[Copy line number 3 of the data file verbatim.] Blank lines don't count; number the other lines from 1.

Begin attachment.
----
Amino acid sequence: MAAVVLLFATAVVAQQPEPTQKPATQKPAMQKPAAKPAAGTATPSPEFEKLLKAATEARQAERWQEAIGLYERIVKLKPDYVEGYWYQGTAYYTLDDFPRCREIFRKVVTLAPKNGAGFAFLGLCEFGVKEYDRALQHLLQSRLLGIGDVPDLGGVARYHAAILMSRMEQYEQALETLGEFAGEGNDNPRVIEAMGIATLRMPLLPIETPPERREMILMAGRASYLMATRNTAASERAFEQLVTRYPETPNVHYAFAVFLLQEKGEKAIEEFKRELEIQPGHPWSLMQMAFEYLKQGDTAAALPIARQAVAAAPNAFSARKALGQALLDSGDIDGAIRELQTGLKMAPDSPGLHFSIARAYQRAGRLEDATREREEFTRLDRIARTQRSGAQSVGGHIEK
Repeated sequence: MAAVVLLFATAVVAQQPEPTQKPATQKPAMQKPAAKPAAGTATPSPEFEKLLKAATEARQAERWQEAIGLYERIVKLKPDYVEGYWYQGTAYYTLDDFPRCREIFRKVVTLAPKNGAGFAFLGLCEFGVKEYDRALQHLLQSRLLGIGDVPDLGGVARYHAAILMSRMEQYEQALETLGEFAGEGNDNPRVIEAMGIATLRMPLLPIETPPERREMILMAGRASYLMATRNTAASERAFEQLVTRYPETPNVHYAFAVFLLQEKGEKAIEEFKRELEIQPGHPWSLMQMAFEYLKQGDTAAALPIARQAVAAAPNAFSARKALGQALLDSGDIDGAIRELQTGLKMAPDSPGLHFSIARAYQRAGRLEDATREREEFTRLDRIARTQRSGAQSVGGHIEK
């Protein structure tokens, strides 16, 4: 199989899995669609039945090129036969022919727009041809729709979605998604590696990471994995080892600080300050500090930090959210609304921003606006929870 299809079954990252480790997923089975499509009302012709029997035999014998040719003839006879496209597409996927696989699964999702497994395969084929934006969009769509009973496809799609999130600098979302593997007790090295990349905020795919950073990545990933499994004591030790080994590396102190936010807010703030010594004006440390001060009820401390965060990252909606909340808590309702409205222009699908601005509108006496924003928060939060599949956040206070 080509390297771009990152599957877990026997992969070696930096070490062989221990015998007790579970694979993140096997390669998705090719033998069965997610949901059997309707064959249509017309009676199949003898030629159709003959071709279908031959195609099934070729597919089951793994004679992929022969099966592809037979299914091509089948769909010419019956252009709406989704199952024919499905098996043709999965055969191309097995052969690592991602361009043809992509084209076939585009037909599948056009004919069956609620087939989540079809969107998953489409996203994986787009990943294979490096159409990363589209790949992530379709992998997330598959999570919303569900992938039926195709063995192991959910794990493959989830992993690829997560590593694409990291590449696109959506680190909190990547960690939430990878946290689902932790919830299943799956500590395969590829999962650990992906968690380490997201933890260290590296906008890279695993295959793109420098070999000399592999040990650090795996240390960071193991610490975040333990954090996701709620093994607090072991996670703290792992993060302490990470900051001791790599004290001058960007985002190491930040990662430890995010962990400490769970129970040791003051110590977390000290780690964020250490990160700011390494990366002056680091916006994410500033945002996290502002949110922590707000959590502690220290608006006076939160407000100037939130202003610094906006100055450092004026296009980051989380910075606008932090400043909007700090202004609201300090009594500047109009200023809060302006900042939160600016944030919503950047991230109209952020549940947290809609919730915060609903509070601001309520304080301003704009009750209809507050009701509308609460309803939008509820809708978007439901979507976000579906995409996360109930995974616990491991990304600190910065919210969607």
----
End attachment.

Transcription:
């Protein structure tokens, strides 16, 4: 199989899995669609039945090129036969022919727009041809729709979605998604590696990471994995080892600080300050500090930090959210609304921003606006929870 299809079954990252480790997923089975499509009302012709029997035999014998040719003839006879496209597409996927696989699964999702497994395969084929934006969009769509009973496809799609999130600098979302593997007790090295990349905020795919950073990545990933499994004591030790080994590396102190936010807010703030010594004006440390001060009820401390965060990252909606909340808590309702409205222009699908601005509108006496924003928060939060599949956040206070 080509390297771009990152599957877990026997992969070696930096070490062989221990015998007790579970694979993140096997390669998705090719033998069965997610949901059997309707064959249509017309009676199949003898030629159709003959071709279908031959195609099934070729597919089951793994004679992929022969099966592809037979299914091509089948769909010419019956252009709406989704199952024919499905098996043709999965055969191309097995052969690592991602361009043809992509084209076939585009037909599948056009004919069956609620087939989540079809969107998953489409996203994986787009990943294979490096159409990363589209790949992530379709992998997330598959999570919303569900992938039926195709063995192991959910794990493959989830992993690829997560590593694409990291590449696109959506680190909190990547960690939430990878946290689902932790919830299943799956500590395969590829999962650990992906968690380490997201933890260290590296906008890279695993295959793109420098070999000399592999040990650090795996240390960071193991610490975040333990954090996701709620093994607090072991996670703290792992993060302490990470900051001791790599004290001058960007985002190491930040990662430890995010962990400490769970129970040791003051110590977390000290780690964020250490990160700011390494990366002056680091916006994410500033945002996290502002949110922590707000959590502690220290608006006076939160407000100037939130202003610094906006100055450092004026296009980051989380910075606008932090400043909007700090202004609201300090009594500047109009200023809060302006900042939160600016944030919503950047991230109209952020549940947290809609919730915060609903509070601001309520304080301003704009009750209809507050009701509308609460309803939008509820809708978007439901979507976000579906995409996360109930995974616990491991990304600190910065919210969607």